Luke Salisbury’s stunning Civil War novel No Common War brings America’s bloodiest war to life through the eyes of a father, a son, and those who care about them.
Mason Salisbury, a staunch abolitionist, has seen the cruelty of slavery first hand. His son Moreau, called Ro, is an equally staunch pacifist—until he befriends a runaway slave. After Fort Sumter, Ro enlists and marches off to war with other young men from his small town in upstate New York.
Though it is narrated by both son and father, Ro emerges as the book’s main character. Also taking the stage are his mother; Merrick, his cousin and fellow soldier; Helen, the girl he leaves behind; his uncle Lorenzo; and several fellow soldiers with whom Ro grew up and forms tight bonds. These characters are drawn from Salisbury’s family stories; they are dimensional and complex from the first, and anxiety over their fates propels the story.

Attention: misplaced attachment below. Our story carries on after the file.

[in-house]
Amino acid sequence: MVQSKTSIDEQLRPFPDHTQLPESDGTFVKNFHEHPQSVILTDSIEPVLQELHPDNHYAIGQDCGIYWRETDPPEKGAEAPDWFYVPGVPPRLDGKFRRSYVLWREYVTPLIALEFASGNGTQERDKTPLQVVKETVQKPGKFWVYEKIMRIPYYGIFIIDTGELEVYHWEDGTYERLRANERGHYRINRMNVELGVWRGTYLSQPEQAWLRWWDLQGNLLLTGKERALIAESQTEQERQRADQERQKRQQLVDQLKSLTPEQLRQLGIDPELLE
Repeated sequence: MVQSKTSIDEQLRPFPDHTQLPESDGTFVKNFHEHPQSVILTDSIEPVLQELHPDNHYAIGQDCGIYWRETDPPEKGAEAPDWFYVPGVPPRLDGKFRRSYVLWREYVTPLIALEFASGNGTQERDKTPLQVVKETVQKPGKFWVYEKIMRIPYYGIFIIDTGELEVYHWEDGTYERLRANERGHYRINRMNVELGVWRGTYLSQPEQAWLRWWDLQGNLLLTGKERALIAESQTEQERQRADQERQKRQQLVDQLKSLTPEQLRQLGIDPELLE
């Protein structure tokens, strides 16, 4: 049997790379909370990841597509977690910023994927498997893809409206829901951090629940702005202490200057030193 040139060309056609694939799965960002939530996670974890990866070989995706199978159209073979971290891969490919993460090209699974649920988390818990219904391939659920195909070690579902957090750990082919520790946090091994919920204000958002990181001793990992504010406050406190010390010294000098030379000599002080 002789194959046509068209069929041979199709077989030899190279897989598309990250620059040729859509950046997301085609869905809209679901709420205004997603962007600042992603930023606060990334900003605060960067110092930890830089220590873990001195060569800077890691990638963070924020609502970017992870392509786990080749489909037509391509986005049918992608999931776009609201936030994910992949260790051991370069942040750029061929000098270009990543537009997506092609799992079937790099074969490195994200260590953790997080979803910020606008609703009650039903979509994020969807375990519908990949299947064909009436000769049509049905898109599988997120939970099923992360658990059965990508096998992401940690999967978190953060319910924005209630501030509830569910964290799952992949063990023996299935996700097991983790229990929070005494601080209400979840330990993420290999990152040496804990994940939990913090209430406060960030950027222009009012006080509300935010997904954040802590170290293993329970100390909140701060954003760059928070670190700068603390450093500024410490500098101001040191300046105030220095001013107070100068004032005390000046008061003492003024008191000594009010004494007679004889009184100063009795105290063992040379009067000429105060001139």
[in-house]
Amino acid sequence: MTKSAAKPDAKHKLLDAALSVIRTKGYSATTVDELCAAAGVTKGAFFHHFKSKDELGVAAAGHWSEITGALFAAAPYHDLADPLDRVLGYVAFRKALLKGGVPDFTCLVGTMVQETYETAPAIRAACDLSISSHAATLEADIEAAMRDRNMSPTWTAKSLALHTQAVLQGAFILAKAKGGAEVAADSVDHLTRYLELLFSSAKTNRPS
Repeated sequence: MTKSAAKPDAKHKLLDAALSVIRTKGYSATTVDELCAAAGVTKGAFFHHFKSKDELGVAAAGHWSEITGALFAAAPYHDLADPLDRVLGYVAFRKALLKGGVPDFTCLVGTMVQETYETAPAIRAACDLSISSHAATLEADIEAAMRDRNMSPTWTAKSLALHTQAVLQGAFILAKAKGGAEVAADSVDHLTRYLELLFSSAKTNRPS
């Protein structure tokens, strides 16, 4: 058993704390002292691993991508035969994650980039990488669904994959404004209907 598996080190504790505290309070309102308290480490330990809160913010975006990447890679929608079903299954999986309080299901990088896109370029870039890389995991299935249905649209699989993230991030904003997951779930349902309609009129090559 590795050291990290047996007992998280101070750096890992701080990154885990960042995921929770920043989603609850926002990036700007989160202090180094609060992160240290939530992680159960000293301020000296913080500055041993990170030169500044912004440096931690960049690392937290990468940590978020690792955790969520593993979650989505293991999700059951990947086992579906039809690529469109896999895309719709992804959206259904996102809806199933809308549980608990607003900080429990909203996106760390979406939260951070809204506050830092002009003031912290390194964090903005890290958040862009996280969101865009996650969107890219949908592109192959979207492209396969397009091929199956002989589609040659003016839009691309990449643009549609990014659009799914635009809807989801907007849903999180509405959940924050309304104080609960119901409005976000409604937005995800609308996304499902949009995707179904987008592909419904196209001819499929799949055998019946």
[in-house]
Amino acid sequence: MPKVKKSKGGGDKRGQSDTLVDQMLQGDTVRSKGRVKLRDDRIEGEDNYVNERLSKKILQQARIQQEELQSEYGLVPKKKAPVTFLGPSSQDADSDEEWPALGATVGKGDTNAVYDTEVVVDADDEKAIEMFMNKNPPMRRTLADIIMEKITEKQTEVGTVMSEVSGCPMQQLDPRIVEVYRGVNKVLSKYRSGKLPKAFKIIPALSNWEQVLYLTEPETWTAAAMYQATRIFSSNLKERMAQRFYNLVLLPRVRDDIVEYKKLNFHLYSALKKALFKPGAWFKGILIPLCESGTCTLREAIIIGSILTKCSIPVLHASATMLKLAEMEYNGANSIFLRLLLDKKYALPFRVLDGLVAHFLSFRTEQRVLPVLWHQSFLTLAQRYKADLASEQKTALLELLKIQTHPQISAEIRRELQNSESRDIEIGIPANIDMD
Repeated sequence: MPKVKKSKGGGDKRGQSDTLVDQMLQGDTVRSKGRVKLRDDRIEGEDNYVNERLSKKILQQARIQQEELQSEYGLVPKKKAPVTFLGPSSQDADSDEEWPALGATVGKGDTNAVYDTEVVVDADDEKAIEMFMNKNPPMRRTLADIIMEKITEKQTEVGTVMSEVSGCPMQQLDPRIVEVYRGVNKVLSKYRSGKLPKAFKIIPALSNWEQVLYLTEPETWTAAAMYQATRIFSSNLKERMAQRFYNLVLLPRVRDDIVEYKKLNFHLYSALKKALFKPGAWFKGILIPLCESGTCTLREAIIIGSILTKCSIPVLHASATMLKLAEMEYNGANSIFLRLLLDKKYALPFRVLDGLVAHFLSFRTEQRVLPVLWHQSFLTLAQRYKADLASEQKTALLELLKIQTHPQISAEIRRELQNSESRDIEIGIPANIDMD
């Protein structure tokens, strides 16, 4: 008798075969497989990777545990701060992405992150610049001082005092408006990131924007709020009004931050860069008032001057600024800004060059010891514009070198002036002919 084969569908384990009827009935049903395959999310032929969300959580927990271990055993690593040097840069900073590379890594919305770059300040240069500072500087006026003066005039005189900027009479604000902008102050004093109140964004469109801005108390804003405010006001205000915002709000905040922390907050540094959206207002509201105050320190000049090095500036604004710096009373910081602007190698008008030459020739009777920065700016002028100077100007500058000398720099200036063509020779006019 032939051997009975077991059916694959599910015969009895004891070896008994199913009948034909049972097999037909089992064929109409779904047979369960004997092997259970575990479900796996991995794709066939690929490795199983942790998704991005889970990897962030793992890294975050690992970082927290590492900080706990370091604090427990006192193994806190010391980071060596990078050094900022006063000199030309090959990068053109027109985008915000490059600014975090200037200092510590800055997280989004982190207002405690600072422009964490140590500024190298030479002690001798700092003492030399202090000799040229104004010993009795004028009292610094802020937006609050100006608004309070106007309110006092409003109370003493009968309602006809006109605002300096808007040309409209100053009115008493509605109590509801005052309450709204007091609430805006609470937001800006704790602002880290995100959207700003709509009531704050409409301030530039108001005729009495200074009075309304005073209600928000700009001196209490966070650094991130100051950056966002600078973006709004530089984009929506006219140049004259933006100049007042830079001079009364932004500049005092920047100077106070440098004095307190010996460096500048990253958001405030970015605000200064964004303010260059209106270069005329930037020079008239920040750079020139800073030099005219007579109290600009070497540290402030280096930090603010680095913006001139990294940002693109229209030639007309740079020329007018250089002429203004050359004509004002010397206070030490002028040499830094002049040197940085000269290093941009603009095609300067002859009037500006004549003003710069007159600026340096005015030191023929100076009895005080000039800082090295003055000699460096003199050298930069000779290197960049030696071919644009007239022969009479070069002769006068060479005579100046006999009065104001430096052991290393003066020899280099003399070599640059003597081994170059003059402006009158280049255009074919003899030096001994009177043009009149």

The text recreates battle scenes in granular detail, etching them in acid. It captures the isolation of soldiers within their own tiny cadres, picnickers who turn up to watch the first battles but leave disappointed at the lack of fierce fighting, and families traveling by wagon to battle sites in hopes of identifying and retrieving their dead or wounded kin. Such sharp details build a sense of realism that ratchets up tension each time Ro and his comrades take the field.
The effects of the war on families at home are clear, too. Those who leave to fight never return the same, and the North is seen mourning for its lost innocence just as the South does. The book perfectly captures the pitch of the national upheaval and its emotional traumas.
Beautifully written, No Common War ranks as one of the best war novels in decades.
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